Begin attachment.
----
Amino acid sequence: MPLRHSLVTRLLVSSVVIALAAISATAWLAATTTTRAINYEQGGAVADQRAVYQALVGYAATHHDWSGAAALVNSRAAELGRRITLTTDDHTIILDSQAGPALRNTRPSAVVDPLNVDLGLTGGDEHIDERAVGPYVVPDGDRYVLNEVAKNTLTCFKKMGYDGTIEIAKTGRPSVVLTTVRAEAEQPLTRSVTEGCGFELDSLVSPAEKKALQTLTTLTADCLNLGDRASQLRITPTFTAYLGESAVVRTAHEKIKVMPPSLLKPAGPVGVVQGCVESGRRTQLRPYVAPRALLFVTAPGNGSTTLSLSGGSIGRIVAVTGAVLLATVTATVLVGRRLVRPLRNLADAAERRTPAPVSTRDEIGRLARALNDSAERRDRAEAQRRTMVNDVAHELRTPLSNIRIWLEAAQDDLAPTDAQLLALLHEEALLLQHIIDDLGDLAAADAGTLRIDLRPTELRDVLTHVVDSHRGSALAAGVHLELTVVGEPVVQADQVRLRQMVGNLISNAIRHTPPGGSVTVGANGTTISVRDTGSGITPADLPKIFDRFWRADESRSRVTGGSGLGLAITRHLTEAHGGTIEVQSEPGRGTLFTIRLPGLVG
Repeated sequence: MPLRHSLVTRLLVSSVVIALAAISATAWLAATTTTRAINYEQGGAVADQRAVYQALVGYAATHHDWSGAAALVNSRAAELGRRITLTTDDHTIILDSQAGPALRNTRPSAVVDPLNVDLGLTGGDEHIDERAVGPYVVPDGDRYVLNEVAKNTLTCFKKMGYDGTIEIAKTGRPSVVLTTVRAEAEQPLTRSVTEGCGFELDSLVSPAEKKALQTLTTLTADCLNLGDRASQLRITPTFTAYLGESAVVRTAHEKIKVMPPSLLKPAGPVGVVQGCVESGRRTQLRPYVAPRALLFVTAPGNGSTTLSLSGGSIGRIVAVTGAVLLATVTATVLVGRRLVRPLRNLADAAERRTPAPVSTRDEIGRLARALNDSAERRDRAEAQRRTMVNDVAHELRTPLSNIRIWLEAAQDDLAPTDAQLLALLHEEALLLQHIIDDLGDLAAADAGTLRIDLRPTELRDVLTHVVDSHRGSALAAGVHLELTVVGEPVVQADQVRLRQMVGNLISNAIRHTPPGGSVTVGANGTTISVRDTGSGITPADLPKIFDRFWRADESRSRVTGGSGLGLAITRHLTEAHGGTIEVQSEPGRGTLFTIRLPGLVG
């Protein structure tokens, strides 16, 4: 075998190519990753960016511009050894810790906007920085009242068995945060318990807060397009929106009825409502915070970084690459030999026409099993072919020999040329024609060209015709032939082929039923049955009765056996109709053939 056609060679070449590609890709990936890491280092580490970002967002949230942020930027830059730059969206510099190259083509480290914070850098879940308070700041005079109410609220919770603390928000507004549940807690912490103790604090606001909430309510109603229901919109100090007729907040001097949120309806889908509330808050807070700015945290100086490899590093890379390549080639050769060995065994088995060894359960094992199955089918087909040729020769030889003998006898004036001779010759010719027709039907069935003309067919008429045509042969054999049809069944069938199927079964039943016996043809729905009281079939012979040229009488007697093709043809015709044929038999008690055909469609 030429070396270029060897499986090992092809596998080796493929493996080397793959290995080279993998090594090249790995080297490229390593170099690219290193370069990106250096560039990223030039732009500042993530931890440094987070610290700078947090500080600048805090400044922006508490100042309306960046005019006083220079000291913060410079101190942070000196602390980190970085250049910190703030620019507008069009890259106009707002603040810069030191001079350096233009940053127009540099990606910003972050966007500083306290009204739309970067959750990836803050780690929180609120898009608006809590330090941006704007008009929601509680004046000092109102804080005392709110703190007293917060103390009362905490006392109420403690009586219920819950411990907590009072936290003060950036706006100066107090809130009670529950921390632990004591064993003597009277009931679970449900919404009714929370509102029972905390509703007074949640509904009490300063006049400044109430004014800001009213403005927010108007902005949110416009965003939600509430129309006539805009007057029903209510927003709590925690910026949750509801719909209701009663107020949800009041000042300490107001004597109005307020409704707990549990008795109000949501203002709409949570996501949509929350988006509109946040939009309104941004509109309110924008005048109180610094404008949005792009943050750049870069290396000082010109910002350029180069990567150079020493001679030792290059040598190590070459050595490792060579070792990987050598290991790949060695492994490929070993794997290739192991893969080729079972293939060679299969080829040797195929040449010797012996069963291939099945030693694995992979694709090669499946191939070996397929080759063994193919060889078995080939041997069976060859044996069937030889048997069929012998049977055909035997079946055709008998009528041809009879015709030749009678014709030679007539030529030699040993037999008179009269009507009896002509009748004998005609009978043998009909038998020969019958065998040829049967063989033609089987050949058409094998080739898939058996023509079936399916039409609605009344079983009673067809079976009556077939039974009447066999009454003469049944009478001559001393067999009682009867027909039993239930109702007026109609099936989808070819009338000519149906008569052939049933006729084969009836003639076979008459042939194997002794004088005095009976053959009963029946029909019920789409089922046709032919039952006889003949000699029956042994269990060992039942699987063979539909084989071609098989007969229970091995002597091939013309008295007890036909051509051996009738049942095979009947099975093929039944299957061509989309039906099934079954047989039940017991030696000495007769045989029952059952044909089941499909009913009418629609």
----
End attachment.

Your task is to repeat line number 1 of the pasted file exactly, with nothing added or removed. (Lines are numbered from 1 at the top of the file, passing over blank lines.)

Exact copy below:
Amino acid sequence: MPLRHSLVTRLLVSSVVIALAAISATAWLAATTTTRAINYEQGGAVADQRAVYQALVGYAATHHDWSGAAALVNSRAAELGRRITLTTDDHTIILDSQAGPALRNTRPSAVVDPLNVDLGLTGGDEHIDERAVGPYVVPDGDRYVLNEVAKNTLTCFKKMGYDGTIEIAKTGRPSVVLTTVRAEAEQPLTRSVTEGCGFELDSLVSPAEKKALQTLTTLTADCLNLGDRASQLRITPTFTAYLGESAVVRTAHEKIKVMPPSLLKPAGPVGVVQGCVESGRRTQLRPYVAPRALLFVTAPGNGSTTLSLSGGSIGRIVAVTGAVLLATVTATVLVGRRLVRPLRNLADAAERRTPAPVSTRDEIGRLARALNDSAERRDRAEAQRRTMVNDVAHELRTPLSNIRIWLEAAQDDLAPTDAQLLALLHEEALLLQHIIDDLGDLAAADAGTLRIDLRPTELRDVLTHVVDSHRGSALAAGVHLELTVVGEPVVQADQVRLRQMVGNLISNAIRHTPPGGSVTVGANGTTISVRDTGSGITPADLPKIFDRFWRADESRSRVTGGSGLGLAITRHLTEAHGGTIEVQSEPGRGTLFTIRLPGLVG